Plastic ducks arrive in UK after 15 year journey

Some very famous plastic bath toys have, since 1992, been used to study ocean currents in the Pacific. Now they’ve arrived in the Atlantic, and we’re expecting some here in the UK! On January 10, 1992, 28,800 plastic toy turtles, ducks, beavers and frogs bound for the US company ‘The First Years’ fell into the mid Pacific. Unlike many bath toys, these ones had no holes in them so did not take on water. They have been floating around ever since, and beachcombers’ ongoing reports of their landings have provided information which has helped US oceanographer Curtis C. Ebbesmeyer and collaborators to construct a model of the north Pacific currents. The First Years
Image from the Daily Mail Ebbesmeyer, after christening the toys the ‘Friendly Floatees‘, managed to recruit beachcombers across the world to feed him data in a splendid example of public involvement in real science. He made several correct predictions about the toys’ route, and correctly predicted that thousands of the toys would get frozen into Arctic ice near Alaska, and then, moving at a rate of about a mile a day, would work their way around their very own North-West Passage to the Atlantic. In 2003, the first plastic toys from ‘The First Years’ cargo began to wash up on the eastern seaboard of the U.S. and Canada. The ocean currents are expected to sweep them southwards down the coast and then off north-east towards Europe. So now, after 15 years and up to 17,000 miles afloat, the toys are expected to start turning up on the south-west and western British coasts. They look a bit different to how they started off – some have bleached white, whilst others still retain their bright colours. You can see some images of what to look out for on Ebbesmeyer’s website, where you can also report the sightings. The $100 (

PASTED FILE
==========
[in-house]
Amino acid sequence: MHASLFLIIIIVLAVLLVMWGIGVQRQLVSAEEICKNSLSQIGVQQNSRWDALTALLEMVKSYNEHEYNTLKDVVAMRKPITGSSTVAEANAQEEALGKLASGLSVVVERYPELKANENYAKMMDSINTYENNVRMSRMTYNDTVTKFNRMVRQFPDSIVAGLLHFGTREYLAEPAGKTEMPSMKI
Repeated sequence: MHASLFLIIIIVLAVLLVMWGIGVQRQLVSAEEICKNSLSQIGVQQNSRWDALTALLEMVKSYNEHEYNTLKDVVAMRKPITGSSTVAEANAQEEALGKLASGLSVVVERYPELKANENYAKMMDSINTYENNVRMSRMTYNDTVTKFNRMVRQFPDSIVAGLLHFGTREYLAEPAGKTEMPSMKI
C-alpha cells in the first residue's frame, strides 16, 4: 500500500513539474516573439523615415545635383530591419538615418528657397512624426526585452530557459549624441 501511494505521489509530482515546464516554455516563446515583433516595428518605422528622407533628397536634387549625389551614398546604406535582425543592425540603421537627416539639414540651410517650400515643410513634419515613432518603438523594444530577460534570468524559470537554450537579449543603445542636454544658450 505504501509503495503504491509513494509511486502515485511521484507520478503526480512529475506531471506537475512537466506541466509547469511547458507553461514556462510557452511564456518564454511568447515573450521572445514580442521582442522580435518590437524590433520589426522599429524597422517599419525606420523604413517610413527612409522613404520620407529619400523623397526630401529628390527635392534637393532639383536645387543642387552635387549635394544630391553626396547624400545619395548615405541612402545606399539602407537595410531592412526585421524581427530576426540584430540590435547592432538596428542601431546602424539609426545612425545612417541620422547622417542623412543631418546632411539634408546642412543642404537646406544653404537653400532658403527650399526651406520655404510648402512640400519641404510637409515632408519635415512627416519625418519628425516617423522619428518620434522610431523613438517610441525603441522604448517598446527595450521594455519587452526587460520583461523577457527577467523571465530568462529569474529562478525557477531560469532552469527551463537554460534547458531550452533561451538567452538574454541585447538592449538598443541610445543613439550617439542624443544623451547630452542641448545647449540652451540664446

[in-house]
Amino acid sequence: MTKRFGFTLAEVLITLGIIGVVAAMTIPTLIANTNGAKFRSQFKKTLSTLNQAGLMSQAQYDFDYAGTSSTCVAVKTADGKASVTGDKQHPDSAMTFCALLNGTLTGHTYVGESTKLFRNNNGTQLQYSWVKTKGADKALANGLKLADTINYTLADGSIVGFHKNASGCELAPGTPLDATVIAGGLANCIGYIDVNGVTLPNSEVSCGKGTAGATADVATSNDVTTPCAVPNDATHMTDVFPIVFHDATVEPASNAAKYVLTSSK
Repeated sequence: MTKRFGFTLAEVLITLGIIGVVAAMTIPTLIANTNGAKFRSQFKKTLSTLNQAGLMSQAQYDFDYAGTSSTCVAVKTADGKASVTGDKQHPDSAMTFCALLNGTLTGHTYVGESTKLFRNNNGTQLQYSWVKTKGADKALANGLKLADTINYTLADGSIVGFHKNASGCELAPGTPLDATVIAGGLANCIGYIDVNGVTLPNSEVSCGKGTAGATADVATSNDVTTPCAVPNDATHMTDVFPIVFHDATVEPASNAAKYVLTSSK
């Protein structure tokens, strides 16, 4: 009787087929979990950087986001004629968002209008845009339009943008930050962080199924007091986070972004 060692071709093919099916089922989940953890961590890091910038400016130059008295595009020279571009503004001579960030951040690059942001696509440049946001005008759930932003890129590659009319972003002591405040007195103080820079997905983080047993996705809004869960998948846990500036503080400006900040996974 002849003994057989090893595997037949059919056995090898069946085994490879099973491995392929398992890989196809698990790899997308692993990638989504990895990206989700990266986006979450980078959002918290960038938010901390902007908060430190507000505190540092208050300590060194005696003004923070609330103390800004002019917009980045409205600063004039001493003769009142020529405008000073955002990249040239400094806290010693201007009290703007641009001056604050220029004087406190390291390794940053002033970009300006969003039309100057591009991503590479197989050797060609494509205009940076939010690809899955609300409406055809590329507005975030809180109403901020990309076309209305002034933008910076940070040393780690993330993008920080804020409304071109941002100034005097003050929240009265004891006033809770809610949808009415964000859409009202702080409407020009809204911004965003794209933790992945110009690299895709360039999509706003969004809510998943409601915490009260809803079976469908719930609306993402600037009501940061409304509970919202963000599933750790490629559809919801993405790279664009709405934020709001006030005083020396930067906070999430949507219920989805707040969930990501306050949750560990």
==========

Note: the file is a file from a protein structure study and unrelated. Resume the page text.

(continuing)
One thought on “Plastic ducks arrive in UK after 15 year journey”

  1. It would be cool if there was a nice wiki on Ebbesmeyer’s site so you could see where people were finding them. Sounds like perfect GoogleMap mashup material …

    DW

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